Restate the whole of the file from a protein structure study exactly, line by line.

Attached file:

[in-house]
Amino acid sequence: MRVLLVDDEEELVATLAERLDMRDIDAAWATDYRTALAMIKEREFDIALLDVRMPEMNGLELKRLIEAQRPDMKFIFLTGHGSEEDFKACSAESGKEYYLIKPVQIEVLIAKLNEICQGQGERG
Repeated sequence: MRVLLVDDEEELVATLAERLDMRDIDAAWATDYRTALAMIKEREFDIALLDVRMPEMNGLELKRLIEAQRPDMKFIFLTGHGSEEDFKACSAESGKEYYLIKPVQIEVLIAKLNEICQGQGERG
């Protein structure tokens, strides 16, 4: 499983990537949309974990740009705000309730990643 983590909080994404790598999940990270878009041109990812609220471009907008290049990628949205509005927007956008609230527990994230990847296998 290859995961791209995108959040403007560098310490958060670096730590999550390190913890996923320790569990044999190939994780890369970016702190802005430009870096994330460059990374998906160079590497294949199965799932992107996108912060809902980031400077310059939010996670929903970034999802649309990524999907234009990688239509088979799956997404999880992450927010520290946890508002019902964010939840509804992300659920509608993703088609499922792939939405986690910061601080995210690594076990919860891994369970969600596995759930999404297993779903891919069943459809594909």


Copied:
[in-house]
Amino acid sequence: MRVLLVDDEEELVATLAERLDMRDIDAAWATDYRTALAMIKEREFDIALLDVRMPEMNGLELKRLIEAQRPDMKFIFLTGHGSEEDFKACSAESGKEYYLIKPVQIEVLIAKLNEICQGQGERG
Repeated sequence: MRVLLVDDEEELVATLAERLDMRDIDAAWATDYRTALAMIKEREFDIALLDVRMPEMNGLELKRLIEAQRPDMKFIFLTGHGSEEDFKACSAESGKEYYLIKPVQIEVLIAKLNEICQGQGERG
């Protein structure tokens, strides 16, 4: 499983990537949309974990740009705000309730990643 983590909080994404790598999940990270878009041109990812609220471009907008290049990628949205509005927007956008609230527990994230990847296998 290859995961791209995108959040403007560098310490958060670096730590999550390190913890996923320790569990044999190939994780890369970016702190802005430009870096994330460059990374998906160079590497294949199965799932992107996108912060809902980031400077310059939010996670929903970034999802649309990524999907234009990688239509088979799956997404999880992450927010520290946890508002019902964010939840509804992300659920509608993703088609499922792939939405986690910061601080995210690594076990919860891994369970969600596995759930999404297993779903891919069943459809594909």